probabilistic analysis, such as FORM.
A log-normal probability model is commonly used in place of the simple normal probability model
because most physical quantities are non-negative (e.g., Paikowsky 2002). The analytical solution is
available but the following well-known approximation is typically used for reliability calibration (e.g.,
Ravindra & Galambos 1978, Becker 1996a):
( )2Q
2F
FSe
COVCOV
mlog
+= (6)
To derive the LRFD format, the denominator in Equation 6 must be linearized as follows (Lind 1971):
( )QF2
Q
2
F COVCOV75.0COVCOV ++ (7)
Using Equations 6 and 7, the following simple LRFD format can be obtained:
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Qn = Fn (8)
in which Qn, Fn = nominal capacity and load, and , = resistance and load factors given by:
( )Qn
QCOV75.0exp
Q
m = (9a)
( )Fn
F COV75.0expF
m+= (9b)
It can be seen that reliability-calibrated resistance and load factors include the target risk level () and theunderlying parametric uncertainties (COVQ and COVF) rationally into the design process.
Reservations have been expressed about the increase in the complexity of the design calculations
resulting from the use of reliability theory. Complicated reliability calculations are undesirable because:
(a) statistical information is not sufficiently well-defined to warrant sophisticated treatment, (b) there is a
greater risk of making computational errors, (c) a study in soil behavior prediction is reduced to a mere
mathematical exercise, and (d) attention will be diverted from the proper characterization of the ground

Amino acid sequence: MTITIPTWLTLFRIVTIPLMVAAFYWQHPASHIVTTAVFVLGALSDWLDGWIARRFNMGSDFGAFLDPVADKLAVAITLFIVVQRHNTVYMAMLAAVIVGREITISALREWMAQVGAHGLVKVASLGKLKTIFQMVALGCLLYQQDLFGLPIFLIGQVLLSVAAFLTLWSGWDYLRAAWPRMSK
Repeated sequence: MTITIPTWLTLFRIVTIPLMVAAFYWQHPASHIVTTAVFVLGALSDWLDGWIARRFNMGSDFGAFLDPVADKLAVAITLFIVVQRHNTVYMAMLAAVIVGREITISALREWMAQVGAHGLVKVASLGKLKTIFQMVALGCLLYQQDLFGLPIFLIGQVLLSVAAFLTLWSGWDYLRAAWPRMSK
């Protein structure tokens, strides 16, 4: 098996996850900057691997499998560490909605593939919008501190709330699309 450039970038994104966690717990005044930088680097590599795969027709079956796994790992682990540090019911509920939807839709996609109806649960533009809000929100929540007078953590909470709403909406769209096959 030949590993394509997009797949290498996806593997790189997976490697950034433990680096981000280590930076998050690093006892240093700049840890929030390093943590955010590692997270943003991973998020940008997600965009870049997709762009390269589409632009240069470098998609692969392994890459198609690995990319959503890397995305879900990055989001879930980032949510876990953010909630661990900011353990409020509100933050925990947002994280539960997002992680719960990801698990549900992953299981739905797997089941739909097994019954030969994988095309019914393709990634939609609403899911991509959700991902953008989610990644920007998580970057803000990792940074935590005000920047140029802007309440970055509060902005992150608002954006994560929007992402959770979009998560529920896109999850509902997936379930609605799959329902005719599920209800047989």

mass and appreciation of the physical, chemical, and mechanical processes taking place in it (Beal, 1979;
Semple, 1981; Simpson, et al., 1981; Boden, 1981). These reservations are not without merits. Excessive
preoccupation with maintaining simplicity would, however, ultimately be a disservice to the geotechnical
engineering profession. Historical hindsight has shown clearly that the judicious use of rational methods,
as initiated by Terzaghi in 1943, was the primary cause of most of the significant advances in soil
mechanics following World War II. The cost to pay for rationality is that design calculations could
become more complicated. However, this cost is more than offset by the benefits associated with the use
of rational methods. For example, the improvement in soil behavior prediction allows less conservatism
to be applied in the design. The use of reliability methods is the next logical step toward greater
rationality in design, and their potential benefits should not be discarded heedlessly because of the
reluctance to advance beyond the current level of complexity in design.
GEOTECHNICAL UNCERTAINTIES
Parametric uncertainty
The evaluation of soil and rock properties is one of the key design aspects that distinguishes geotechnical
from structural engineering. None of the current geotechnical LRFD implementations consider this
important issue explicitly. The purpose of this section is to highlight two important observations: (a)
geotechnical variability is a complex attribute that needs careful evaluation, and (b) extensive statistical
data are available for use as first-order estimates in RBD calibration and application. Extensivecalibration studies by Phoon et al. (1995) indicated that foundation resistance factors in the RBD
equations can be calibrated for broad categories of data quality (e.g., COV of undrained shear strength =
10-30%, 30-50%, 50-70%) without compromising on the uniformity of reliability achieved. Hence, it is